With election fever gripping the US, the Republican front-runner Donald Trump, whose nomination as the Presidential candidate of his party is as good as ensured, laid out his foreign policy objectives with ‘America First’ as the centre of his campaign’s focus. While his official campaign’s slogan “Let’s Make America Great Again” continues to be the highlight, his foreign policy speech on April 27 may have finally given him the required momentum for his presidential bid.
“It’s time to shake the rust off America’s foreign policy,” Mr Trump said. “My foreign policy always puts the interest of the American people and American security above all else. Has to be first. Has to be. That will be the foundation of every single decision that I will make. ‘America first’ will be the major and overriding theme of my administration”, he added.
Mr Trump’s focus on ensuring America’s security signals a more muscular approach by the US on counter-terrorism. “I will return us to a timeless principle. Always put the interest of the American people and American security above all else”.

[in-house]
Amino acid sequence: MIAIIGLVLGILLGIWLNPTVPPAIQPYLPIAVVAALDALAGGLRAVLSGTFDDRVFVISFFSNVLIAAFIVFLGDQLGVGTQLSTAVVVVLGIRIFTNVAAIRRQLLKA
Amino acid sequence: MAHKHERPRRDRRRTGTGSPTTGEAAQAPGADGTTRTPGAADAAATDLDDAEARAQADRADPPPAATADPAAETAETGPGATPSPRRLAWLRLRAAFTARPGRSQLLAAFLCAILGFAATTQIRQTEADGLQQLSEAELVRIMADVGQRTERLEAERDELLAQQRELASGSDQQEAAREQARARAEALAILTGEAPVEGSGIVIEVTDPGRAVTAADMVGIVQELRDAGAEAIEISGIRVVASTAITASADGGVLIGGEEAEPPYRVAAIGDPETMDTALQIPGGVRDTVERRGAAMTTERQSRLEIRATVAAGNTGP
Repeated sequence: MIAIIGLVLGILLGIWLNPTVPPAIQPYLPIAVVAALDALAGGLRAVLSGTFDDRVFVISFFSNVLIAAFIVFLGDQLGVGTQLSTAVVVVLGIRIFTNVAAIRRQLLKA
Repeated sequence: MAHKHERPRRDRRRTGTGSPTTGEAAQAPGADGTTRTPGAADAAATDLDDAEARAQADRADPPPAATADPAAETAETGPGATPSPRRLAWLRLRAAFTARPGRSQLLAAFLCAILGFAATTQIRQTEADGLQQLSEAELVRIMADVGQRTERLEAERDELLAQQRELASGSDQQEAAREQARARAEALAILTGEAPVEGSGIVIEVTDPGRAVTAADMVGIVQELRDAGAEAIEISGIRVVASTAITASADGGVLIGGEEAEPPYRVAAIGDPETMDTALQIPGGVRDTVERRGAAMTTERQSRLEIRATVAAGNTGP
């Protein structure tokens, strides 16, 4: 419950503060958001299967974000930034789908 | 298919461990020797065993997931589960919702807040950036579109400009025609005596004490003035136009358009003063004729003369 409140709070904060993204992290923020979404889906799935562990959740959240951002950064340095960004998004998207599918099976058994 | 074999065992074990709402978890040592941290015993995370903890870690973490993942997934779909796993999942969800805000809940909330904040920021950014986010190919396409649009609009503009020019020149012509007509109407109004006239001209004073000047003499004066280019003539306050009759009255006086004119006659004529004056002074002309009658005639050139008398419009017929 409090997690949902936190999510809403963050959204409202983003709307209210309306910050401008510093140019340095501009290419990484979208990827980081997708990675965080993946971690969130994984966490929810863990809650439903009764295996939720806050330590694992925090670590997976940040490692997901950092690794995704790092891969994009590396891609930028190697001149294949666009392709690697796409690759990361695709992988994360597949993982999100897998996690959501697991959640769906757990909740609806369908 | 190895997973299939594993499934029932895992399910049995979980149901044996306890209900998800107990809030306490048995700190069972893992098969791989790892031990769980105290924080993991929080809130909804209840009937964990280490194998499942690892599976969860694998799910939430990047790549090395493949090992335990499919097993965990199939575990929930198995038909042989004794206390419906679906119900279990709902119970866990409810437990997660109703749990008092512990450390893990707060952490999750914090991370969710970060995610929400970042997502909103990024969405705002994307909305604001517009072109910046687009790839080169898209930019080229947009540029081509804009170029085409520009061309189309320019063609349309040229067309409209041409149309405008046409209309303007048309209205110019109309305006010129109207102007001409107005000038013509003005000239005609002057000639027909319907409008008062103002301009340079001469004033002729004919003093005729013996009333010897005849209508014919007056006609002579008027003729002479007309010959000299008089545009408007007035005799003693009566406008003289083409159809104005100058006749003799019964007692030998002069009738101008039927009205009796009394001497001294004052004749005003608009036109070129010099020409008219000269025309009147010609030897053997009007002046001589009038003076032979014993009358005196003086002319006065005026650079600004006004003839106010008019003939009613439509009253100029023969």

The Republican Party, which has been divided over Mr Trump as the official candidate, finally seems to be reconciling itself to the fact that his nomination seems to be a foregone conclusion, and has started rallying behind him.
The speech, however, drew flak from critics who said that his policies were more isolationist, cutting off the US from playing a major role in international affairs. He also received praise from some quarters, saying that his campaign is finally looking more organised and that he was sounding more Presidential.
Criticising the establishment approach of both the major parties, Mr Trump stepped up his criticism of NATO and emphasised that it was an “outdated mission” while claiming that the US allies were “not paying their fair share.” This has led to some unease among the allies. He said that NATO allies should confront shared challenges like migration and Islamic terrorism.
China and Russia
Focusing on adversaries China and Russia, Mr Trump said that he would make deals with Russia and China shortly after assuming power and seek to regain their “respect” by showing the US strength. Surprisingly, Mr Trump was silent on relations with India, which over the years have attracted a broad bipartisan consensus.
Raising the rhetoric against migrants, Mr Trump said that there were “scores of recent migrants inside our borders charged with terrorism”, claiming that “for every case known to the public there are dozens and dozens more”. His views on migrants have earned him much criticism during the campaign.
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